A Legacy of Security in Olympic London

2012 Games will bring with it an even broader surveillance infrastructure

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Kieran Doherty / Reuters

London’s 2012 Summer Olympics are still more than eight months away, but the legacy they’ll leave behind is already being put in place. Beyond the stadiums and park grounds, a more subtle afterbirth will stick around once the games are over. It’s the security infrastructure – both physical and economic – that is already being established in this long-troubled part of town that will persist and affect the area long after the 17-day event is over.

Dr. Pete Fussey is a criminologist at the University of Essex who studies security issues surrounding the Olympic Games. He says the security surrounding the games will be one of the most significant impacts of the event, and that in both good and bad ways it will shape the legacy of London’s Olympics.

Legacy is becoming a key selling point for these mega-events. By touting the long-term changes hosting the Olympics will bring, cities are able to generate the political support to bid for the games, and to convince the games’ stewards, the International Olympic Committee, that its event will have a clean stage and complimentary spotlight. Indeed, it’s widely believed that London’s bid was successful because of its emphasis on the long-term regeneration prospects it offers the site of the game, the city’s economically depressed East End.

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“This area of London has always suffered,” says Fussey, who’s lived in the East End for more than a decade.

The Olympics will dramatically reshape this part of town, with the creation of the Olympic Park and its various sporting venues, as well as the Olympic Village athlete housing area that will be converted to about 2,800 apartments after the event. Fussey says this is a physical footprint that will require a significant amount of security during the event, and that some of that security infrastructure will remain afterward, especially around the Olympic Village.

“We’re talking about the Olympics being housed in one of the most deprived areas of the country,” Fussey says. “You’ll necessarily have a higher level of physical security in these kinds of places. You’ll have conceptual as well as a physical legacy.”

There are an estimated 4 million closed circuit surveillance cameras installed throughout England, with roughly a quarter of that amount concentrated in London. This approach to law enforcement will continue with the Olympics, and it’s likely that much of that camera infrastructure will remain in place after the event is over, keeping an eye on the new park spaces and apartment complexes the Olympics are bringing to the East End. And though much of the original bid focused its legacy planning on the East End’s lower income population, new developments such as a shopping mall are catering to more affluent groups, and new housing in the area is likely to change the overall economic demographics of the area.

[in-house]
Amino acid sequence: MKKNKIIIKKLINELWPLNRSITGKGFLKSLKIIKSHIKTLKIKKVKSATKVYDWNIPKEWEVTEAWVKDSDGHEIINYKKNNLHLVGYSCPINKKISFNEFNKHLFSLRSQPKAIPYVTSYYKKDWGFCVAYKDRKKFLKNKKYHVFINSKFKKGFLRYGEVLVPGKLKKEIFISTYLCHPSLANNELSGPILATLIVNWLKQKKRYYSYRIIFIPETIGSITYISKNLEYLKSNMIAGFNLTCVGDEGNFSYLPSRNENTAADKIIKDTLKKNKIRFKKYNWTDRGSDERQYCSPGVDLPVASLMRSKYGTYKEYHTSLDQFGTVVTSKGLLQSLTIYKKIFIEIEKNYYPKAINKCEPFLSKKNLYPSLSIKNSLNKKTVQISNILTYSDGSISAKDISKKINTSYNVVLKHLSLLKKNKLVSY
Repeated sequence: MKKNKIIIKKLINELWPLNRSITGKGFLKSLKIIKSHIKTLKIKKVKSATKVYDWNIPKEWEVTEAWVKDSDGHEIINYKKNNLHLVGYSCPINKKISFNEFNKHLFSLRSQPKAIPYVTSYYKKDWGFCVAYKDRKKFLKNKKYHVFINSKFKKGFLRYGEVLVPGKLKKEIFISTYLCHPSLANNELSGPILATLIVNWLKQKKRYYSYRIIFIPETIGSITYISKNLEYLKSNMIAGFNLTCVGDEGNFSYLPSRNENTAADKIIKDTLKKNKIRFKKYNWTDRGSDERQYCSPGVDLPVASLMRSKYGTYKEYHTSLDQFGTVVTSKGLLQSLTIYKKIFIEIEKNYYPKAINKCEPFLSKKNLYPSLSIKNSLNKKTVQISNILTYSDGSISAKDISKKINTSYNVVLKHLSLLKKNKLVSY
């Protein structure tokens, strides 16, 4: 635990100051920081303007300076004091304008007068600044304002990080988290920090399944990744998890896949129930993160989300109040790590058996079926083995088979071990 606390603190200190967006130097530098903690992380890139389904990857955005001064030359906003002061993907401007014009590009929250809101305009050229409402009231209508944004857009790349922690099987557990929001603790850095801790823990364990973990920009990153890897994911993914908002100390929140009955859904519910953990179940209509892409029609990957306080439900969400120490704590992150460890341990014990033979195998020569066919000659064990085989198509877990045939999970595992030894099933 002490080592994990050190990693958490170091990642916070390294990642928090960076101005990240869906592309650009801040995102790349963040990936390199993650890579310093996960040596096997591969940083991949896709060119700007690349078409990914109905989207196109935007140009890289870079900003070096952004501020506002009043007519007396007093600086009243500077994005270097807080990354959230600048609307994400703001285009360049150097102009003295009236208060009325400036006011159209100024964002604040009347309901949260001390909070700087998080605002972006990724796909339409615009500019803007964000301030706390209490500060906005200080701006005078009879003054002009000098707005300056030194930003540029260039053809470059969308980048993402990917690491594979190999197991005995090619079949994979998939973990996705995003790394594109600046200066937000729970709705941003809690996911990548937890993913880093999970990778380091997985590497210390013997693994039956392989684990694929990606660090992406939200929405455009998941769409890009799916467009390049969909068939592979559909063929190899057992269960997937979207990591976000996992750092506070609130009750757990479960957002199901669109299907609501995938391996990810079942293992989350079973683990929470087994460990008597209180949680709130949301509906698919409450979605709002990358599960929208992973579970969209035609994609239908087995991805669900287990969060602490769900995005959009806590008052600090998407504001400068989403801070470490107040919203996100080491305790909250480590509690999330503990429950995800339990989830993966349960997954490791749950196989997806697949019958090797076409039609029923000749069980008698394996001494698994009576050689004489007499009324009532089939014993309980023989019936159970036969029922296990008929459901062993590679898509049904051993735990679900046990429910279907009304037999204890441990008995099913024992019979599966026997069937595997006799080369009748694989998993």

“It’s highly doubtful that these will be communities where people mix together. It’s probably more likely that they’ll be segregated, that you’ll have rich, heavily securitized compounds and poorer neighborhoods that don’t have the same kind of security,” Fussey says. “It means other areas become more vulnerable to crime.”

Fussey says there is currently a huge electrified fence encircling the Olympic Park, and it’s unclear whether that will remain after the games. Airborne drones are also expected to be used for security purposes during the event. He says this sort of militarization of the Olympics has increased since the kidnapping and killing of members of the Israeli team at the Munich games in 1972. The attacks of September 11, 2001 greatly exacerbated that trend.

Despite concerns about this level of intense security, Fussey says increased awareness of potential threats has fostered better coordination between local and federal law enforcement and safety agencies.

“You get these formalized networks between security agencies, which is a good thing,” Fussey says. “Generally you get more integrated work that remains after the Olympics.”

But it also diverts some resources. Fussey notes that plans for London’s Olympics call for about 7,000 private security guards. Under normal circumstances it would be difficult to find that many security guards in England, so new programs have been created to train teens in basic security techniques. It’s helping to fill the short-term need, but creating a potential long-term economic problem.

“What’s happened is there’s been a diversion of people from education into these security roles,” says Fussey. “After the games, if they remain employed, you’ll have a lot of private security guards. If they don’t, you’re going to have a lot of unemployed people.”

Either option seems undesirable. It’s almost certain that a good portion of the security measures put in place will remain after the games, both in terms of physical camera infrastructure and a new force of private security guards. The future of the Olympic site will likely be an unclear mix of public and private spaces in an area that the event bid intended to serve as a public benefit. And though Fussey contends that the Olympics offer potential benefits for the East End and for London as a whole, he cautions that expecting dramatic improvements is unrealistic.

“Everyone holds it up to be this sort of miracle of a legacy,” Fussey says, “but there are huge problems with what’s left behind and passed on.”

About the Author

  • Nate Berg is a freelance reporter and a former staff writer for CityLab. He lives in Los Angeles.